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Medical Marijuana For Military Veterans: Where We Stand

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Medical Marijuana For Military Veterans: Where We Stand

By Calum Hughes.

The relationship between marijuana use and PTSD is one of the most confounding topics in science. Every day, conflicting studies come out with opposite claims on marijuana’s safety and uses. It’s safe to say that marijuana as a treatment for veterans suffering from PTSD remains a highly controversial topic.

With issues like PTSD, the V.A.’s solution has come to be known as the “combat cocktail,” a combination of drugs prescribed to combat a variety of conditions including anxiety, depression and pain. The problem is that these drugs, if not administered correctly, can cause side effects that make veteran’s conditions even worse.

As the use of marijuana to treat PTSD continues to dominate headlines, it’s clear that the V.A.’s stance on marijuana and their reliance on antidepressants is out of touch with veteran’s experiences and needs. Here’s why.

Prevalence

PTSD is one of the most prevalent issues that impacts veterans. 67 percent of people exposed to mass violence have been shown to develop PTSD, a higher rate than any other type of traumatic event.

Particularly for veterans, marijuana as a treatment for PTSD is quickly gaining traction at a federal level. As we speak, legislation is being heard by the House Veterans’ Affairs Subcommittee on Health to allow V.A. doctors to recommend medical cannabis, require the V.A. to study the medical potential of marijuana, and shield veterans from being stripped of their V.A. benefits for cannabis use in accordance with state laws.

On top of that, recreational marijuana is now legal in 10 states, and medical marijuana is legal in 33. While state officials are recognizing the benefits of marijuana for our veterans and taking swift action, the V.A. has yet to follow suit.

Why The V.A. Is Tone Deaf

Among veterans, 92 percent support research into medical cannabis and 83 percent support legalizing medical cannabis. Meanwhile, veterans residing in states that have legalized medicinal marijuana are unable to obtain a recommendation through the V.A., as the agency is federally controlled. Why are we denying our veterans the right to a treatment that they clearly support?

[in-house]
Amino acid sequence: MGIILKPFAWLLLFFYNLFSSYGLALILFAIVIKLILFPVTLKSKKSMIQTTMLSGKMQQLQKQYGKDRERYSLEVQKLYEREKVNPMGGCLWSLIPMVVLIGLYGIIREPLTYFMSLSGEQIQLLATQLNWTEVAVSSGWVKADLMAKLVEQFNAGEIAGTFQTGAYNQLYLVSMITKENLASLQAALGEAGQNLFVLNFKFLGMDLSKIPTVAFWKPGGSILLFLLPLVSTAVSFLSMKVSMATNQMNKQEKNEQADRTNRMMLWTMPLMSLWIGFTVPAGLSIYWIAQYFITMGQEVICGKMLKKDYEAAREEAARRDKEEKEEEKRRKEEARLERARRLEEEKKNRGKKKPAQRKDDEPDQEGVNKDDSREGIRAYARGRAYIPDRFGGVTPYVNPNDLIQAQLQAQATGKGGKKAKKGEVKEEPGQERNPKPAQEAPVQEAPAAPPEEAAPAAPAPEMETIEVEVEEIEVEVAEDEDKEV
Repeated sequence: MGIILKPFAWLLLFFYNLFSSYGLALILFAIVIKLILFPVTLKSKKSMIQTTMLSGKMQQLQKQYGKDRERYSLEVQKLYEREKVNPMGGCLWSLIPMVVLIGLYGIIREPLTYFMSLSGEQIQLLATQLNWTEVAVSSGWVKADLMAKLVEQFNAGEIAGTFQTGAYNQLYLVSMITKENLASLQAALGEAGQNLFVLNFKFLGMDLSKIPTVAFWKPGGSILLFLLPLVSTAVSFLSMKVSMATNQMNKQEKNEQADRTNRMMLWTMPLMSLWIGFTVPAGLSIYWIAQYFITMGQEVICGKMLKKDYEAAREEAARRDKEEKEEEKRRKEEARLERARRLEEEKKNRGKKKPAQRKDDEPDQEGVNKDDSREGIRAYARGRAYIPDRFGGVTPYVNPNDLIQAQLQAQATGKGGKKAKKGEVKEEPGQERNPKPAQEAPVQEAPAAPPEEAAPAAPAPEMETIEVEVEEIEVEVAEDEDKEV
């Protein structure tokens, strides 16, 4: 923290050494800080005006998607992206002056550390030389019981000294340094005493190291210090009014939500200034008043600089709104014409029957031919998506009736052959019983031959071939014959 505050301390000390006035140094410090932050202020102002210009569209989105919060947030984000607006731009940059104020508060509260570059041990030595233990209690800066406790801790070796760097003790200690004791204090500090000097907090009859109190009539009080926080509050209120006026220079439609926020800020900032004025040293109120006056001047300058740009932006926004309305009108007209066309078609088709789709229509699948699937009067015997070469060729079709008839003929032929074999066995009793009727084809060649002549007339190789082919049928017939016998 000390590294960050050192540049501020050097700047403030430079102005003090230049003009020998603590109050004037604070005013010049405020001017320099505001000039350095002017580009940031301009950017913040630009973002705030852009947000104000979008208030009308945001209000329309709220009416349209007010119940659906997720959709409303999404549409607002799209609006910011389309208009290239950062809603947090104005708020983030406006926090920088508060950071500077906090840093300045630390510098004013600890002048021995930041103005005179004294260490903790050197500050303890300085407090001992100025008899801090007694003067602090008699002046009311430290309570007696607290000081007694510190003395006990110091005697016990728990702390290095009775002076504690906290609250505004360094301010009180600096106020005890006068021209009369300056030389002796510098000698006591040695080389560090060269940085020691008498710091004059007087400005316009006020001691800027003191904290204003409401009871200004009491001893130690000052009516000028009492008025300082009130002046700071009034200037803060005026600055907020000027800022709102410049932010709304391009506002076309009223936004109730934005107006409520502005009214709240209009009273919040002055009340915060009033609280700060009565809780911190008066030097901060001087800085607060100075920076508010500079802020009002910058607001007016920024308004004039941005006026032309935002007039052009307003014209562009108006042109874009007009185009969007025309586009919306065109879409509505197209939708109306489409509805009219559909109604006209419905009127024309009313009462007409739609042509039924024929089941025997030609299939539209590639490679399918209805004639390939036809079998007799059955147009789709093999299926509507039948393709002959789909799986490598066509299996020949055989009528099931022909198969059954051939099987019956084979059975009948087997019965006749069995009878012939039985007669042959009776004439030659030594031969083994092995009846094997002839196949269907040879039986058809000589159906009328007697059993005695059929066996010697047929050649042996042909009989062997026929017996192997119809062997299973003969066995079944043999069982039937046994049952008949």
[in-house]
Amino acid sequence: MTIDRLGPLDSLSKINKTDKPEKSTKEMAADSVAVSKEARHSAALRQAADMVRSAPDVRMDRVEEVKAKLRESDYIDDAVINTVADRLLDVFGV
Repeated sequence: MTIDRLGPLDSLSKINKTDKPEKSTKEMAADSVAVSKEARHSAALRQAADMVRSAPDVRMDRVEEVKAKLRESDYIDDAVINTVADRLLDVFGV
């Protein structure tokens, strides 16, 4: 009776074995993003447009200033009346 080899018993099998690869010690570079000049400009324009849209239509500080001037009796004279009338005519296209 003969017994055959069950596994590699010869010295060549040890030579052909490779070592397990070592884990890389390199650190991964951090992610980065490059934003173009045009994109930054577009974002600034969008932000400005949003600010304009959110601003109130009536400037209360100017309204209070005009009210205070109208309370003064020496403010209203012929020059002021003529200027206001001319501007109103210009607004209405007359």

The V.A.’s treatment options for PTSD is also outdated and problematic. The four antidepressants listed on the V.A.’s website are SSRIs like Sertraline, Paroxetine, Fluoxetine and SNRI’s like Venlafaxine. For almost all of these drugs, side effects include irritability, violence, and aggressiveness among others—not exactly what you’d want to prescribe to a patient dealing with PTSD. Nevertheless, these SSRIs and talk therapy remain the only treatments visible on the V.A.’s website.

The V.A.’s Stance On Marijuana— And Where It Falls Short

The U.S. Department of Veterans Affairs states that “There is no evidence at this time that marijuana is an effective treatment for PTSD.” The contradictory aspect of this statement is that the V.A. is leading the charge in stagnating new research. Since marijuana is considered a Schedule 1 drug by the federal government — meaning it’s considered to have no medical benefits — conducting a randomized controlled trial on marijuana use is extremely difficult.

While various federal agencies debate the legitimacy of a substance that 83 percent of veterans support, veterans continue to struggle, and the U.S. takes a backseat to cannabis research while other countries take the lead.

Research and Studies

Despite the lack of federal studies, research has continued to prove that cannabis has a wide array of medical benefits that can directly improve the lives of veterans.

Science Daily reported findings in 2013 that there is a link between cannabinoid receptors in the brain and PTSD. Researchers concluded that individuals with PTSD had lower levels of the neurotransmitter anandamide, which closely resembles THC, compared to the rest of the population. Additionally, chemical compounds found in cannabinoids have shown therapeutic effects by stimulating the body’s endocannabinoid system.

There are also a handful of marijuana strains the have been significantly successful in managing anxiety, depression, sleeplessness, nightmares and other debilitating symptoms that come with PTSD. OG Kush is an example of a marijuana strain that’s popular among veterans with PTSD. With a THC content between 20-24 percent and a CBD content of 0.2 percent, it calms the entire body and provides a relaxing experience for someone suffering from anxiety.

Looking Forward

The amount of research on marijuana for PTSD, combined with an almost unanimous positive consensus among veterans, is too great to be ignored. And yet, the V.A. and other federal agencies continue to categorize marijuana as having no medicinal value.

Cannabinoids could be the solution that veterans with PTSD desperately need. And the only thing that will help is more research. Until we remove the red tape on marijuana research, veterans will continue to suffer. It’s time to move beyond the “combat cocktail,” and the solution is right in front of us.

Calum Hughes is the founder and CEO of Allied Corp. Calum is a Registered kinesiologist with the British Columbia Association of Kinesiologists and has also completed a Post Baccalaureate Diploma in Gerontology. He has researched and developed cannabis treatments to target certain strains of the plant to help treat PTSD in first responders and veterans.

The preceding article is from one of our external contributors. It does not represent the opinion of Benzinga and has not been edited.

Posted-In: Allied Corp. Calum Hughes VA Cannabis VeteransCannabis News Opinion Markets Best of Benzinga

 

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